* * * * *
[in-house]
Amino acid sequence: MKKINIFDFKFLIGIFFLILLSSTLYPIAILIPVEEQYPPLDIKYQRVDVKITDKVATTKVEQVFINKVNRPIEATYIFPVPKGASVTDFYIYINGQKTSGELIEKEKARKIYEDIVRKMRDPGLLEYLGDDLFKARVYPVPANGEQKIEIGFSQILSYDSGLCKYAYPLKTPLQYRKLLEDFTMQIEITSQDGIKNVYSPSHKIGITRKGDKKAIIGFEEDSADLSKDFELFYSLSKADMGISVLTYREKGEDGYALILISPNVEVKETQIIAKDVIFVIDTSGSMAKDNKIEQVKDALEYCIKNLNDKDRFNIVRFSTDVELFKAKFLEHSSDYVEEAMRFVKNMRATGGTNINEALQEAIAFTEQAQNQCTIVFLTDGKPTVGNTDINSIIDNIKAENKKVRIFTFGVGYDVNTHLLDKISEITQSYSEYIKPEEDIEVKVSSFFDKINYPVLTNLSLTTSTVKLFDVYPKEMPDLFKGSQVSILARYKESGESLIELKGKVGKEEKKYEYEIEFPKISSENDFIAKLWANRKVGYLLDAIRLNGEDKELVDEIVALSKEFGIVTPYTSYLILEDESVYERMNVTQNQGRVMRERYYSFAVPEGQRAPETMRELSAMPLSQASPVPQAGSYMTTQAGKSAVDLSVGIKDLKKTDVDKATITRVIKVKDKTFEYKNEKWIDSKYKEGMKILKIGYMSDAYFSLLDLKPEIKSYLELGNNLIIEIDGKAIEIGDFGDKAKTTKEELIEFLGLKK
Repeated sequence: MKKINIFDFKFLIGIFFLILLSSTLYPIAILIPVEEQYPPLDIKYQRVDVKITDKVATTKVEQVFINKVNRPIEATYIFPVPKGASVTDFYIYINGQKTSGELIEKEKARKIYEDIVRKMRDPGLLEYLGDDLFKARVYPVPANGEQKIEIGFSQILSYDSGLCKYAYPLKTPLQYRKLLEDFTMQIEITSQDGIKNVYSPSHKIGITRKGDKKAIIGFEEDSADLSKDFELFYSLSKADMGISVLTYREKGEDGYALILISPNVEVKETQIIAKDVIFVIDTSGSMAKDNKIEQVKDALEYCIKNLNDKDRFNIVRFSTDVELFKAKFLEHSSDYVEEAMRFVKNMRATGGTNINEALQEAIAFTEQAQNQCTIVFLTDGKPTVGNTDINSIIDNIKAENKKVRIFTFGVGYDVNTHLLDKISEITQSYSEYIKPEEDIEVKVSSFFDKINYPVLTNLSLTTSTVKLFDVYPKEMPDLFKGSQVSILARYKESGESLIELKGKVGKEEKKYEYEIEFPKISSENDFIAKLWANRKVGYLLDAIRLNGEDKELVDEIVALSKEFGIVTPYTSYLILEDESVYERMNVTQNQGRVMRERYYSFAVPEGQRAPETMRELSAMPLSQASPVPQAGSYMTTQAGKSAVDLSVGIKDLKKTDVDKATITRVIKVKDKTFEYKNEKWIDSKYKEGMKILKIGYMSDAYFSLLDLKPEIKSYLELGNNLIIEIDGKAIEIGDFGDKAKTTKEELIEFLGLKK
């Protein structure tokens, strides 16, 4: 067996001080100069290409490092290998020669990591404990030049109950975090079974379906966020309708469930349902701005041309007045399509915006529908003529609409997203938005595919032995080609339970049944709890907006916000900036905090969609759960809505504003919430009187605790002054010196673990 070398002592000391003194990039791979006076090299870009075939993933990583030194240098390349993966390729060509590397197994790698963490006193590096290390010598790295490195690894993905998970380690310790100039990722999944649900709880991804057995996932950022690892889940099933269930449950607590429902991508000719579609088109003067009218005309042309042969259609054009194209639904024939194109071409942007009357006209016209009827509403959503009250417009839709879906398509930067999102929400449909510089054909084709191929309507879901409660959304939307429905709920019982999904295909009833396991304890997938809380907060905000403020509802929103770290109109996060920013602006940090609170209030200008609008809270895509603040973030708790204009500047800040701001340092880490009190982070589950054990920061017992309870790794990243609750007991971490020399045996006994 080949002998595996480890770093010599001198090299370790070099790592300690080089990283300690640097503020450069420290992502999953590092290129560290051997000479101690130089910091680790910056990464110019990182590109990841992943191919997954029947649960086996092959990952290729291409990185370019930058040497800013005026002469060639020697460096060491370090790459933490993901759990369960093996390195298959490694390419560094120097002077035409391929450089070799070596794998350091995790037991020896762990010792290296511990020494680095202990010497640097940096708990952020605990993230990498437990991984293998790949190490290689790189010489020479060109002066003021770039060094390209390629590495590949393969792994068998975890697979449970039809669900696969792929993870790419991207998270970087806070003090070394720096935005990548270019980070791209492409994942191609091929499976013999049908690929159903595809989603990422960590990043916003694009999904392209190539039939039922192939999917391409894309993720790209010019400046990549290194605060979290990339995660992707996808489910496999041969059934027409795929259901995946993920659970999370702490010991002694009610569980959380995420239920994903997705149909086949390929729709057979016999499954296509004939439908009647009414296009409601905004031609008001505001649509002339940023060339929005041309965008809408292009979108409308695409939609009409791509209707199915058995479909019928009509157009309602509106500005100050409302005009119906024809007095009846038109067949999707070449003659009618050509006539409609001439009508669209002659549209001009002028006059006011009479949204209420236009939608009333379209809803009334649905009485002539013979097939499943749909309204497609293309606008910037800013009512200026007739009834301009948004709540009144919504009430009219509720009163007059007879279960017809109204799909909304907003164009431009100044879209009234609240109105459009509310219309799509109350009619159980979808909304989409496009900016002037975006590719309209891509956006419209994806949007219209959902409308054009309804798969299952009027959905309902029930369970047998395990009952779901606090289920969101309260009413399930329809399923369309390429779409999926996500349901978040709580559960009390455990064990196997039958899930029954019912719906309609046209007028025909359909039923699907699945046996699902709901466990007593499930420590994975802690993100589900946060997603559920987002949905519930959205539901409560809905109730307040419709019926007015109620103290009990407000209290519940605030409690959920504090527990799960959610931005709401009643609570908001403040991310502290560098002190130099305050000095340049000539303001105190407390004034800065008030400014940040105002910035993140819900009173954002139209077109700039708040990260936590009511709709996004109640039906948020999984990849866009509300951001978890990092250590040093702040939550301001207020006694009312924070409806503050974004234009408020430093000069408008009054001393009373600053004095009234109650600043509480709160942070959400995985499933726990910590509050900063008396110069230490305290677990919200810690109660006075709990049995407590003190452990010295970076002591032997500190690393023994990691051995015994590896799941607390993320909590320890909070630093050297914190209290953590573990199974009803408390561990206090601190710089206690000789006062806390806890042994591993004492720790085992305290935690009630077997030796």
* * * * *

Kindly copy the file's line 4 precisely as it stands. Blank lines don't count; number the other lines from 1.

């Protein structure tokens, strides 16, 4: 067996001080100069290409490092290998020669990591404990030049109950975090079974379906966020309708469930349902701005041309007045399509915006529908003529609409997203938005595919032995080609339970049944709890907006916000900036905090969609759960809505504003919430009187605790002054010196673990 070398002592000391003194990039791979006076090299870009075939993933990583030194240098390349993966390729060509590397197994790698963490006193590096290390010598790295490195690894993905998970380690310790100039990722999944649900709880991804057995996932950022690892889940099933269930449950607590429902991508000719579609088109003067009218005309042309042969259609054009194209639904024939194109071409942007009357006209016209009827509403959503009250417009839709879906398509930067999102929400449909510089054909084709191929309507879901409660959304939307429905709920019982999904295909009833396991304890997938809380907060905000403020509802929103770290109109996060920013602006940090609170209030200008609008809270895509603040973030708790204009500047800040701001340092880490009190982070589950054990920061017992309870790794990243609750007991971490020399045996006994 080949002998595996480890770093010599001198090299370790070099790592300690080089990283300690640097503020450069420290992502999953590092290129560290051997000479101690130089910091680790910056990464110019990182590109990841992943191919997954029947649960086996092959990952290729291409990185370019930058040497800013005026002469060639020697460096060491370090790459933490993901759990369960093996390195298959490694390419560094120097002077035409391929450089070799070596794998350091995790037991020896762990010792290296511990020494680095202990010497640097940096708990952020605990993230990498437990991984293998790949190490290689790189010489020479060109002066003021770039060094390209390629590495590949393969792994068998975890697979449970039809669900696969792929993870790419991207998270970087806070003090070394720096935005990548270019980070791209492409994942191609091929499976013999049908690929159903595809989603990422960590990043916003694009999904392209190539039939039922192939999917391409894309993720790209010019400046990549290194605060979290990339995660992707996808489910496999041969059934027409795929259901995946993920659970999370702490010991002694009610569980959380995420239920994903997705149909086949390929729709057979016999499954296509004939439908009647009414296009409601905004031609008001505001649509002339940023060339929005041309965008809408292009979108409308695409939609009409791509209707199915058995479909019928009509157009309602509106500005100050409302005009119906024809007095009846038109067949999707070449003659009618050509006539409609001439009508669209002659549209001009002028006059006011009479949204209420236009939608009333379209809803009334649905009485002539013979097939499943749909309204497609293309606008910037800013009512200026007739009834301009948004709540009144919504009430009219509720009163007059007879279960017809109204799909909304907003164009431009100044879209009234609240109105459009509310219309799509109350009619159980979808909304989409496009900016002037975006590719309209891509956006419209994806949007219209959902409308054009309804798969299952009027959905309902029930369970047998395990009952779901606090289920969101309260009413399930329809399923369309390429779409999926996500349901978040709580559960009390455990064990196997039958899930029954019912719906309609046209007028025909359909039923699907699945046996699902709901466990007593499930420590994975802690993100589900946060997603559920987002949905519930959205539901409560809905109730307040419709019926007015109620103290009990407000209290519940605030409690959920504090527990799960959610931005709401009643609570908001403040991310502290560098002190130099305050000095340049000539303001105190407390004034800065008030400014940040105002910035993140819900009173954002139209077109700039708040990260936590009511709709996004109640039906948020999984990849866009509300951001978890990092250590040093702040939550301001207020006694009312924070409806503050974004234009408020430093000069408008009054001393009373600053004095009234109650600043509480709160942070959400995985499933726990910590509050900063008396110069230490305290677990919200810690109660006075709990049995407590003190452990010295970076002591032997500190690393023994990691051995015994590896799941607390993320909590320890909070630093050297914190209290953590573990199974009803408390561990206090601190710089206690000789006062806390806890042994591993004492720790085992305290935690009630077997030796």